A former school building in Beeville, Texas, stands as a reminder of a shameful time in our state's history -- a time when racism was a matter of law.

The Lott-Canada School was where black children had to attend up until the 1960's.

Martha Stovall knows all about the school. She was a student there from 1957-62. Joanna O'Riley also went to school there. She attended classes from 1946-55.

Both have a special connection to Lott-Canada -- it was named for their grandfathers.

"The original school was built in 1886 and it was just not quite a half-block from here," O'Riley said. "It was a wooden school and it was built by our grandfathers. My grandfather, Moses Jackson Lott, and her grandfather, Allen Canada."

Lott-Canada was built in 1931 at the corner of Corpus Christi and Burke streets. It was the newest schoolhouse for black children because segregation was enforced throughout the state beginning in the late 1880s. That segregation lasted through 1963 when schools were finally fully integrated.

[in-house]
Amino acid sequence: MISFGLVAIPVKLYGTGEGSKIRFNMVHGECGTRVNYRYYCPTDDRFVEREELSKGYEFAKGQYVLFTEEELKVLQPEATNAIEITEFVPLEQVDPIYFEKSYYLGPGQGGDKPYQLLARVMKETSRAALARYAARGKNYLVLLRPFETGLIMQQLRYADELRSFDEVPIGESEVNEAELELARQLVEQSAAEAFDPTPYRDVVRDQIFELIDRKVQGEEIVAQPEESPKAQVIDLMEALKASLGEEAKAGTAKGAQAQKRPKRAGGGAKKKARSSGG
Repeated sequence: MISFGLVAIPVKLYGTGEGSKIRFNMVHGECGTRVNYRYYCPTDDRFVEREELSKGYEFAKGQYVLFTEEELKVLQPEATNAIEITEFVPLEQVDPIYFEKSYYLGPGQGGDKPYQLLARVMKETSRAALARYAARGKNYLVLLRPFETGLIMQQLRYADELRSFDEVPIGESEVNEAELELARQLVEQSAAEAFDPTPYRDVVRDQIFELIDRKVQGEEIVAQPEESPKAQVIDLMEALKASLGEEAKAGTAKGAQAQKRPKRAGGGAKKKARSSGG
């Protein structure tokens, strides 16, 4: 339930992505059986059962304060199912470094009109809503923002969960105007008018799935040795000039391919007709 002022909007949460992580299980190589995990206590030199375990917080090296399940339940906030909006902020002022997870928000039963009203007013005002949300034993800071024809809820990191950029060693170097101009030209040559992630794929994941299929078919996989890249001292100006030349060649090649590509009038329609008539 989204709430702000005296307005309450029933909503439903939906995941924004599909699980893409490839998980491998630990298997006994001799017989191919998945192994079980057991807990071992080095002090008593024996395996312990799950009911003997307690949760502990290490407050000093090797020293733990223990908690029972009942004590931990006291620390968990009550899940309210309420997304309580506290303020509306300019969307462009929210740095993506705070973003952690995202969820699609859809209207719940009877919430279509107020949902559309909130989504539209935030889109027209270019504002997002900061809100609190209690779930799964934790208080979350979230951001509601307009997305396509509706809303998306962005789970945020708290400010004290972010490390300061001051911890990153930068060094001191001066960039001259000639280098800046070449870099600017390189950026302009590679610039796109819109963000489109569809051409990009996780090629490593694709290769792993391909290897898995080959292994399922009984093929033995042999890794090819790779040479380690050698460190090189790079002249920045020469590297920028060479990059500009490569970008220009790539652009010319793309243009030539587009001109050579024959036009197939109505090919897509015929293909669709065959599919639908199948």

"Bee County was one of the first schools in Texas to integrate, and that was in 1955," O'Riley said.

O'Riley remembers well what it was like during segregation. She said sometimes whites would show up to their school plays and have to have separate seating arrangements.

"Of course the white people got to sit up front and the black people sat in the back, and even at the movie theater downtown, the white people sat downstairs and one, one side upstairs was the black side and on the other side was the Hispanic side," O'Riley said.

Stovall said it is that history that she and other alumni association members would like school children to learn about.

"A lot of them don't know what it's even about because they have not been segregated, and they don't know what it's all about," Stovall said.

Lott-Canada is on the National Register of Historical Places and serves as a museum that is open by appointment only. Stovall and O'Riley said they would like to see it staffed and open during the week and possibly once again serving as a school.

"Now it's just strictly a museum," Stovall said. "One day I would like for it to be a place where we could do tutorials for children."

It could be a place where children not only learn the lessons of the day but the lessons of the past.

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